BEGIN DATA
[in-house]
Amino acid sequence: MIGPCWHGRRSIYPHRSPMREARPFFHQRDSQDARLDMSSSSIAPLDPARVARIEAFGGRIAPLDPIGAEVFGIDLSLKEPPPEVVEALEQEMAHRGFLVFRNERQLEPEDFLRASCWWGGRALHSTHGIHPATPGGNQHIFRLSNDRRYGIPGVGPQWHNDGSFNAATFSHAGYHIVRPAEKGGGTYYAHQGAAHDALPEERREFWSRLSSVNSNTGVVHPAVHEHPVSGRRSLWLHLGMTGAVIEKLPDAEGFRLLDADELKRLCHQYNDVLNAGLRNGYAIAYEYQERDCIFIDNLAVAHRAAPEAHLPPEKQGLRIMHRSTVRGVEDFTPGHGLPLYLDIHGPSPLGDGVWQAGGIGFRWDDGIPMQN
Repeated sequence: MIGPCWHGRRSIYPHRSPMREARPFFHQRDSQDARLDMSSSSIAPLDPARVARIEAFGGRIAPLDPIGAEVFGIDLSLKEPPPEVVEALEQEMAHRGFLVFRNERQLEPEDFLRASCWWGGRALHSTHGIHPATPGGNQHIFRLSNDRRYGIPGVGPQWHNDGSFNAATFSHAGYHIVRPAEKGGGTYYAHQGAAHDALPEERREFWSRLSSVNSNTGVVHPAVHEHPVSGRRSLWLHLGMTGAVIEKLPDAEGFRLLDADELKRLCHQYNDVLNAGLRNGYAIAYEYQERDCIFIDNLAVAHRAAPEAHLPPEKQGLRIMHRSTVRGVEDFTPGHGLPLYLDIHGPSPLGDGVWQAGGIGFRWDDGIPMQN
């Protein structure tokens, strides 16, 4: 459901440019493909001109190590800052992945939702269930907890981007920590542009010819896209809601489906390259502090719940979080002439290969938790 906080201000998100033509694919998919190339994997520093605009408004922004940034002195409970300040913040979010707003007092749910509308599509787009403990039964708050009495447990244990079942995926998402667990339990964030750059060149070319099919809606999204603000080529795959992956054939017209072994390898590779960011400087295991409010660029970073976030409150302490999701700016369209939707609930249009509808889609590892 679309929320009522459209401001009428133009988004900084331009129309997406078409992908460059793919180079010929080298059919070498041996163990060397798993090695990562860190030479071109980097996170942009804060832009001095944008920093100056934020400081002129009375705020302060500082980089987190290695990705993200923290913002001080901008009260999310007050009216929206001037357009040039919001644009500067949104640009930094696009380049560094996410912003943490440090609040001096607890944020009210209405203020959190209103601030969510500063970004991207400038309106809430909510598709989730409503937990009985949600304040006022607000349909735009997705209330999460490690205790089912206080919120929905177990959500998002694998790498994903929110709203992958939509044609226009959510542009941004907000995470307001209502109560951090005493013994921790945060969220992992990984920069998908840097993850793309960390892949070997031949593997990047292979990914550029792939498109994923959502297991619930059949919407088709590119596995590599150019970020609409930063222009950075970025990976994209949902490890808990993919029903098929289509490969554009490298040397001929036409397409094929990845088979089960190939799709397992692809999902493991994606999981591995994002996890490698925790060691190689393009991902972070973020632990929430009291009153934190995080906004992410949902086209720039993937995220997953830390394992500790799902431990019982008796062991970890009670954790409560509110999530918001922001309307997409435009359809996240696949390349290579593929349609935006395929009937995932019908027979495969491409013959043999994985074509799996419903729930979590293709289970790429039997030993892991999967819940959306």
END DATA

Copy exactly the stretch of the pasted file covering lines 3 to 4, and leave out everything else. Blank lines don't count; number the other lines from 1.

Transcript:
Repeated sequence: MIGPCWHGRRSIYPHRSPMREARPFFHQRDSQDARLDMSSSSIAPLDPARVARIEAFGGRIAPLDPIGAEVFGIDLSLKEPPPEVVEALEQEMAHRGFLVFRNERQLEPEDFLRASCWWGGRALHSTHGIHPATPGGNQHIFRLSNDRRYGIPGVGPQWHNDGSFNAATFSHAGYHIVRPAEKGGGTYYAHQGAAHDALPEERREFWSRLSSVNSNTGVVHPAVHEHPVSGRRSLWLHLGMTGAVIEKLPDAEGFRLLDADELKRLCHQYNDVLNAGLRNGYAIAYEYQERDCIFIDNLAVAHRAAPEAHLPPEKQGLRIMHRSTVRGVEDFTPGHGLPLYLDIHGPSPLGDGVWQAGGIGFRWDDGIPMQN
């Protein structure tokens, strides 16, 4: 459901440019493909001109190590800052992945939702269930907890981007920590542009010819896209809601489906390259502090719940979080002439290969938790 906080201000998100033509694919998919190339994997520093605009408004922004940034002195409970300040913040979010707003007092749910509308599509787009403990039964708050009495447990244990079942995926998402667990339990964030750059060149070319099919809606999204603000080529795959992956054939017209072994390898590779960011400087295991409010660029970073976030409150302490999701700016369209939707609930249009509808889609590892 679309929320009522459209401001009428133009988004900084331009129309997406078409992908460059793919180079010929080298059919070498041996163990060397798993090695990562860190030479071109980097996170942009804060832009001095944008920093100056934020400081002129009375705020302060500082980089987190290695990705993200923290913002001080901008009260999310007050009216929206001037357009040039919001644009500067949104640009930094696009380049560094996410912003943490440090609040001096607890944020009210209405203020959190209103601030969510500063970004991207400038309106809430909510598709989730409503937990009985949600304040006022607000349909735009997705209330999460490690205790089912206080919120929905177990959500998002694998790498994903929110709203992958939509044609226009959510542009941004907000995470307001209502109560951090005493013994921790945060969220992992990984920069998908840097993850793309960390892949070997031949593997990047292979990914550029792939498109994923959502297991619930059949919407088709590119596995590599150019970020609409930063222009950075970025990976994209949902490890808990993919029903098929289509490969554009490298040397001929036409397409094929990845088979089960190939799709397992692809999902493991994606999981591995994002996890490698925790060691190689393009991902972070973020632990929430009291009153934190995080906004992410949902086209720039993937995220997953830390394992500790799902431990019982008796062991970890009670954790409560509110999530918001922001309307997409435009359809996240696949390349290579593929349609935006395929009937995932019908027979495969491409013959043999994985074509799996419903729930979590293709289970790429039997030993892991999967819940959306």